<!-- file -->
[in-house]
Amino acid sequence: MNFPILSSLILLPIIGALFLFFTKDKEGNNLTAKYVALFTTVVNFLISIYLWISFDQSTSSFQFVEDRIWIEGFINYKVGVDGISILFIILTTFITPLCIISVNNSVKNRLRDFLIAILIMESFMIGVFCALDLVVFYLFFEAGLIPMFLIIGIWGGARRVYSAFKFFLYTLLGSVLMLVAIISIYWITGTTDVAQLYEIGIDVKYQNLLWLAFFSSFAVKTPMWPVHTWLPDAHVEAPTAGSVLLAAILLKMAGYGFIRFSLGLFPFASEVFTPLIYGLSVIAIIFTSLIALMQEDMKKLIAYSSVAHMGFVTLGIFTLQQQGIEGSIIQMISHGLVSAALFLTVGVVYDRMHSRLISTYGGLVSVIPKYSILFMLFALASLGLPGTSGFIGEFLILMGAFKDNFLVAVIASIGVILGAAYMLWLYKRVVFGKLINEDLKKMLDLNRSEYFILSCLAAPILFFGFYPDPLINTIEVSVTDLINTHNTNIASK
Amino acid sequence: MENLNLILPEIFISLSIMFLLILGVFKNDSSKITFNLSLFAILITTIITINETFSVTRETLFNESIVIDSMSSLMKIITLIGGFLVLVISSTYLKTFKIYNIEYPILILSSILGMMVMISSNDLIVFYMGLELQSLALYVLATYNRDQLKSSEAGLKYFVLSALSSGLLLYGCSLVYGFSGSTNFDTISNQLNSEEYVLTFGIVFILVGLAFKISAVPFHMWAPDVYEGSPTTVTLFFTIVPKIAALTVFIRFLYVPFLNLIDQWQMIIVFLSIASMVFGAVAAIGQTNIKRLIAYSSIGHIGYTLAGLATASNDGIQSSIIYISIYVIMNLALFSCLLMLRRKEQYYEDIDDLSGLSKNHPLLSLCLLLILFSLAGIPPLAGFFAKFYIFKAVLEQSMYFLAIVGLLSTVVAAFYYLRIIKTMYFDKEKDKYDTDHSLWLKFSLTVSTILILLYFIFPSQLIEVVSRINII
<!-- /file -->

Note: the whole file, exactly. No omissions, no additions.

[in-house]
Amino acid sequence: MNFPILSSLILLPIIGALFLFFTKDKEGNNLTAKYVALFTTVVNFLISIYLWISFDQSTSSFQFVEDRIWIEGFINYKVGVDGISILFIILTTFITPLCIISVNNSVKNRLRDFLIAILIMESFMIGVFCALDLVVFYLFFEAGLIPMFLIIGIWGGARRVYSAFKFFLYTLLGSVLMLVAIISIYWITGTTDVAQLYEIGIDVKYQNLLWLAFFSSFAVKTPMWPVHTWLPDAHVEAPTAGSVLLAAILLKMAGYGFIRFSLGLFPFASEVFTPLIYGLSVIAIIFTSLIALMQEDMKKLIAYSSVAHMGFVTLGIFTLQQQGIEGSIIQMISHGLVSAALFLTVGVVYDRMHSRLISTYGGLVSVIPKYSILFMLFALASLGLPGTSGFIGEFLILMGAFKDNFLVAVIASIGVILGAAYMLWLYKRVVFGKLINEDLKKMLDLNRSEYFILSCLAAPILFFGFYPDPLINTIEVSVTDLINTHNTNIASK
Amino acid sequence: MENLNLILPEIFISLSIMFLLILGVFKNDSSKITFNLSLFAILITTIITINETFSVTRETLFNESIVIDSMSSLMKIITLIGGFLVLVISSTYLKTFKIYNIEYPILILSSILGMMVMISSNDLIVFYMGLELQSLALYVLATYNRDQLKSSEAGLKYFVLSALSSGLLLYGCSLVYGFSGSTNFDTISNQLNSEEYVLTFGIVFILVGLAFKISAVPFHMWAPDVYEGSPTTVTLFFTIVPKIAALTVFIRFLYVPFLNLIDQWQMIIVFLSIASMVFGAVAAIGQTNIKRLIAYSSIGHIGYTLAGLATASNDGIQSSIIYISIYVIMNLALFSCLLMLRRKEQYYEDIDDLSGLSKNHPLLSLCLLLILFSLAGIPPLAGFFAKFYIFKAVLEQSMYFLAIVGLLSTVVAAFYYLRIIKTMYFDKEKDKYDTDHSLWLKFSLTVSTILILLYFIFPSQLIEVVSRINII